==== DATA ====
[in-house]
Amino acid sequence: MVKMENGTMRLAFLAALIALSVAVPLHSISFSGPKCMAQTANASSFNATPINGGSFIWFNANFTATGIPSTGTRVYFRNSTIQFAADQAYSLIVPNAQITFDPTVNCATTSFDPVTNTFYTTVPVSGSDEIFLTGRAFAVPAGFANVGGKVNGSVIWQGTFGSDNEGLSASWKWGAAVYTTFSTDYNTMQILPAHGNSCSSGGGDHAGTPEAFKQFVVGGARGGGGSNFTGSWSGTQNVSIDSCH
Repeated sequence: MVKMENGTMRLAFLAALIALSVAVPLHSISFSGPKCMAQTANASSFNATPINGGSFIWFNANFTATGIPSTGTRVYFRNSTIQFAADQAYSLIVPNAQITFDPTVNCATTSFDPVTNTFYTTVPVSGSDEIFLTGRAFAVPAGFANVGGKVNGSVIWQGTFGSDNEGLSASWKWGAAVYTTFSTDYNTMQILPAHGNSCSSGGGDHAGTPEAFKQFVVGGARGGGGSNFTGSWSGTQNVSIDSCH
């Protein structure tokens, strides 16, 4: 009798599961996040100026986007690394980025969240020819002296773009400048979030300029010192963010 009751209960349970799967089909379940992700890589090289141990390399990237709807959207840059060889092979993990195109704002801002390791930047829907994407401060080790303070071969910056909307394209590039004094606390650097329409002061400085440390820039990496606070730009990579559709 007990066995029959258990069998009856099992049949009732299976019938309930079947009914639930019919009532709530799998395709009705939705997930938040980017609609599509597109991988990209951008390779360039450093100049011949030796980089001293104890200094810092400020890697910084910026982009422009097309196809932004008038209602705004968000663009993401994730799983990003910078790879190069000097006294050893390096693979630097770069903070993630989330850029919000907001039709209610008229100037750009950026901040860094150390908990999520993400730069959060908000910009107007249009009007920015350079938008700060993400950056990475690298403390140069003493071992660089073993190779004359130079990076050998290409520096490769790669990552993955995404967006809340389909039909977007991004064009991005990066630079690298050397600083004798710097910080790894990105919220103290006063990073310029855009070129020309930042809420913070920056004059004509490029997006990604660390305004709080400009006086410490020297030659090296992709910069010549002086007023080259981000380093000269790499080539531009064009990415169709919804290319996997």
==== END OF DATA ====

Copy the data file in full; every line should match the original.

[in-house]
Amino acid sequence: MVKMENGTMRLAFLAALIALSVAVPLHSISFSGPKCMAQTANASSFNATPINGGSFIWFNANFTATGIPSTGTRVYFRNSTIQFAADQAYSLIVPNAQITFDPTVNCATTSFDPVTNTFYTTVPVSGSDEIFLTGRAFAVPAGFANVGGKVNGSVIWQGTFGSDNEGLSASWKWGAAVYTTFSTDYNTMQILPAHGNSCSSGGGDHAGTPEAFKQFVVGGARGGGGSNFTGSWSGTQNVSIDSCH
Repeated sequence: MVKMENGTMRLAFLAALIALSVAVPLHSISFSGPKCMAQTANASSFNATPINGGSFIWFNANFTATGIPSTGTRVYFRNSTIQFAADQAYSLIVPNAQITFDPTVNCATTSFDPVTNTFYTTVPVSGSDEIFLTGRAFAVPAGFANVGGKVNGSVIWQGTFGSDNEGLSASWKWGAAVYTTFSTDYNTMQILPAHGNSCSSGGGDHAGTPEAFKQFVVGGARGGGGSNFTGSWSGTQNVSIDSCH
């Protein structure tokens, strides 16, 4: 009798599961996040100026986007690394980025969240020819002296773009400048979030300029010192963010 009751209960349970799967089909379940992700890589090289141990390399990237709807959207840059060889092979993990195109704002801002390791930047829907994407401060080790303070071969910056909307394209590039004094606390650097329409002061400085440390820039990496606070730009990579559709 007990066995029959258990069998009856099992049949009732299976019938309930079947009914639930019919009532709530799998395709009705939705997930938040980017609609599509597109991988990209951008390779360039450093100049011949030796980089001293104890200094810092400020890697910084910026982009422009097309196809932004008038209602705004968000663009993401994730799983990003910078790879190069000097006294050893390096693979630097770069903070993630989330850029919000907001039709209610008229100037750009950026901040860094150390908990999520993400730069959060908000910009107007249009009007920015350079938008700060993400950056990475690298403390140069003493071992660089073993190779004359130079990076050998290409520096490769790669990552993955995404967006809340389909039909977007991004064009991005990066630079690298050397600083004798710097910080790894990105919220103290006063990073310029855009070129020309930042809420913070920056004059004509490029997006990604660390305004709080400009006086410490020297030659090296992709910069010549002086007023080259981000380093000269790499080539531009064009990415169709919804290319996997």